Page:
French Surgeon Attempts To Sell X-Ray From Terrorist Attack Victim As An NFT
If you thought NFts couldn't get more morally bankrupt than they already are, think again. As reported by The Guardian, a French surgeon has been caught trying to sell an X-ray of a woman's injuries which she sustained during a terrorist attack on the Bataclan concert hall in Paris back in 2015.
The surgeon in question – Emmanuel Masmejean – now faces legal action as the victim of the attack has understandably lawyered up. In a statement from the victim's lawyer, she claims that Masmejean has broken "the duty of medical secrecy towards this patient". She also reveals that the surgeon made an impromptu phone call to the victim trying to explain his actions "without expressing the slightest regret nor empathy towards her".
Masmejean attempted to sell the X-ray for $2,776 on OpenSea, although it has since been taken down. Those familiar with OpenSea will know that it has a history of platforming stolen artwork, having recently come under fire for allowing its users to sell the profile pictures of famous YouTubers and other content creators.
NFTs aren't just an issue outside of gaming either. Plenty of big publishers like Square Enix and Ubisoft have started warming up to the idea of crypto and NFTs, despite a large majority of players and other developers showing total disdain for them. It Takes Two creator Josef Fares even recently stated that he'd rather "get shot in the knee" than include NFts in any of his future projects.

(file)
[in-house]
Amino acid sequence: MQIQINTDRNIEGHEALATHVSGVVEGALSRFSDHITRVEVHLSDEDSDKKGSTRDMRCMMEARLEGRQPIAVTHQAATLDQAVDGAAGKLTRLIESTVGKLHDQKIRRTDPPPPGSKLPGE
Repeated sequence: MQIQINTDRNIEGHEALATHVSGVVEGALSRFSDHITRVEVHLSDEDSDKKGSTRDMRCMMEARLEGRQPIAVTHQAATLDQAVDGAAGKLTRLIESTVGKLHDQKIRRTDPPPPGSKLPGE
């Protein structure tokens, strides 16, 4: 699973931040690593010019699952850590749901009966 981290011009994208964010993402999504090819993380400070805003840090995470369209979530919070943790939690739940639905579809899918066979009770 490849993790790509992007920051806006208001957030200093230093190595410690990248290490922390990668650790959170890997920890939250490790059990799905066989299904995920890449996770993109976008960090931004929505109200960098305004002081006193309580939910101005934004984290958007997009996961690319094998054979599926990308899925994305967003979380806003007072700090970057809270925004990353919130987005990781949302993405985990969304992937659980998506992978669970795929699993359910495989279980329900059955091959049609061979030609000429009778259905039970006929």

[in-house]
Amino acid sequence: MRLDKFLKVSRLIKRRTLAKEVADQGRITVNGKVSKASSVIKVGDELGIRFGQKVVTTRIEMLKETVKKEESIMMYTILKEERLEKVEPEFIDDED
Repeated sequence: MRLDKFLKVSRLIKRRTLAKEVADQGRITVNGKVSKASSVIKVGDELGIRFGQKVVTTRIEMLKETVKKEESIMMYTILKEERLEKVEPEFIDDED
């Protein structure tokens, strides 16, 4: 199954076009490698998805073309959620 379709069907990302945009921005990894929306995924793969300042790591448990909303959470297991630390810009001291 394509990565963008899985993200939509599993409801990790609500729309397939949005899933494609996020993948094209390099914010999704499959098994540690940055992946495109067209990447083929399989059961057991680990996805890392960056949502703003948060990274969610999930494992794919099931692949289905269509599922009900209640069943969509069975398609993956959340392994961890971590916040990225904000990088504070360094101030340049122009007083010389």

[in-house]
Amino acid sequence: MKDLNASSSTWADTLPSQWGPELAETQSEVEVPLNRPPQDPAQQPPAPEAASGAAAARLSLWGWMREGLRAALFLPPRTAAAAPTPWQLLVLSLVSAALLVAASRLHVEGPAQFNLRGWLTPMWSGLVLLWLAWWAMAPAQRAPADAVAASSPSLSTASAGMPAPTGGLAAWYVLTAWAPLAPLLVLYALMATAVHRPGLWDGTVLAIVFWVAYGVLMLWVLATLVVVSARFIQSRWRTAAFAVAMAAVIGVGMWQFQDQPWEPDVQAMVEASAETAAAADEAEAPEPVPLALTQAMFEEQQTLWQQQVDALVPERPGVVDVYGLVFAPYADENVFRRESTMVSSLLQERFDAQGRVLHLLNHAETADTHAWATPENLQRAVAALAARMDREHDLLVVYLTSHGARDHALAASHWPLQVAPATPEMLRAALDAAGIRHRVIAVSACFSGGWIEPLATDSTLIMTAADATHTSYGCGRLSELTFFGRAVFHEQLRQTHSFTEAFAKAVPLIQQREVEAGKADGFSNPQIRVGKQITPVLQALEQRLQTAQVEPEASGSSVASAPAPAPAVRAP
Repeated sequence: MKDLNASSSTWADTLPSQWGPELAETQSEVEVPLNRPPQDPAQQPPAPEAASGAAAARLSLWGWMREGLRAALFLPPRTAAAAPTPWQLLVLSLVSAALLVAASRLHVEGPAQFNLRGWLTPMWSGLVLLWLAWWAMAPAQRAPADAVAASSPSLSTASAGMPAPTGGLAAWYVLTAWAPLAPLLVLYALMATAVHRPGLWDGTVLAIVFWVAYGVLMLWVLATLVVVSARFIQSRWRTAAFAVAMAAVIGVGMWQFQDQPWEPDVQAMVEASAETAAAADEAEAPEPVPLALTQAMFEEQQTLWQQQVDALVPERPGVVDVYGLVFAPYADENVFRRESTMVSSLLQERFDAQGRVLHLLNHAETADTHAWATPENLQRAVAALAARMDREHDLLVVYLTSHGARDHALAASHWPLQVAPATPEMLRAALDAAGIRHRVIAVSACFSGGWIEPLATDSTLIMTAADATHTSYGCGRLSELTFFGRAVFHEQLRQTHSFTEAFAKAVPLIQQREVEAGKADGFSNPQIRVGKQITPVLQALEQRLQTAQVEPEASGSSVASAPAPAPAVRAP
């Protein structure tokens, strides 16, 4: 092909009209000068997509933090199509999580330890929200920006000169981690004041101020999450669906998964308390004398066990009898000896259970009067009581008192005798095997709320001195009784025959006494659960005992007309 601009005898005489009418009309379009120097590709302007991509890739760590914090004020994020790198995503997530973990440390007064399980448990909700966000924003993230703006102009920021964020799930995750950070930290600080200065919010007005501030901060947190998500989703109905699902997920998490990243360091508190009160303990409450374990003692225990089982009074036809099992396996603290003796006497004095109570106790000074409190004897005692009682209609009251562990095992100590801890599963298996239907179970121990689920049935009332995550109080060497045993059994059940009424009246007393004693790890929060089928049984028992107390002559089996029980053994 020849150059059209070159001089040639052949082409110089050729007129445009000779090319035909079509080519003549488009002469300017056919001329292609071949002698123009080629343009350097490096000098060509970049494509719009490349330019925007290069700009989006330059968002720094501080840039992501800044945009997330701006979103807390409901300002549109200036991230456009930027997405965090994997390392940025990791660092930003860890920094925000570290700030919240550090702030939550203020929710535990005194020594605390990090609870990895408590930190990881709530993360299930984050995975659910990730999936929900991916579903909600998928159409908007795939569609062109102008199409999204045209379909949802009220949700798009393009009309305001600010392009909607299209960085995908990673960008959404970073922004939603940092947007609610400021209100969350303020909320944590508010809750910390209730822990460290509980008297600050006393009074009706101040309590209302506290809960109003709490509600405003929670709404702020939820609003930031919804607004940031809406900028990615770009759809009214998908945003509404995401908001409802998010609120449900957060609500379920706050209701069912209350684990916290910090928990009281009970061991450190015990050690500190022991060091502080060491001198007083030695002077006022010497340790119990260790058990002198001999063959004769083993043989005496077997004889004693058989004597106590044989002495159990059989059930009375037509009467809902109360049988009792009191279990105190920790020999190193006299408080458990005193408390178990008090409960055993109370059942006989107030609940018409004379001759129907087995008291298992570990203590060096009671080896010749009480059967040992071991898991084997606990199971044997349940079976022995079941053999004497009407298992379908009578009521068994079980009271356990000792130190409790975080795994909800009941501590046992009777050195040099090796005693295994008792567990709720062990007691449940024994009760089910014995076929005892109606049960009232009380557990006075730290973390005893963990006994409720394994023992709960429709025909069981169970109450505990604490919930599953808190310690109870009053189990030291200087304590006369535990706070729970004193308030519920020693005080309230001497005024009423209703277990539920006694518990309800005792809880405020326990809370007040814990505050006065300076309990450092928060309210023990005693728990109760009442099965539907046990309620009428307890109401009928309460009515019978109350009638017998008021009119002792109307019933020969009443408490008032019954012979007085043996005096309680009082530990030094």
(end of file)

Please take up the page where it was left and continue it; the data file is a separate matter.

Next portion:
It's easy to see why NFTs are so unpopular, especially if you already know how they work. Due to the immense power needed to create and sustain NFTs, their rise in popularity – and crypto as a whole – has become extremely damaging to the environment, thus making them morally dubious. Still, at least regular NFTs aren't trying to take advantage of terrorist attack victims, although if that's the best thing they've got going for them then it's probably best to just stay clear of them altogether.
Source: Read Full Article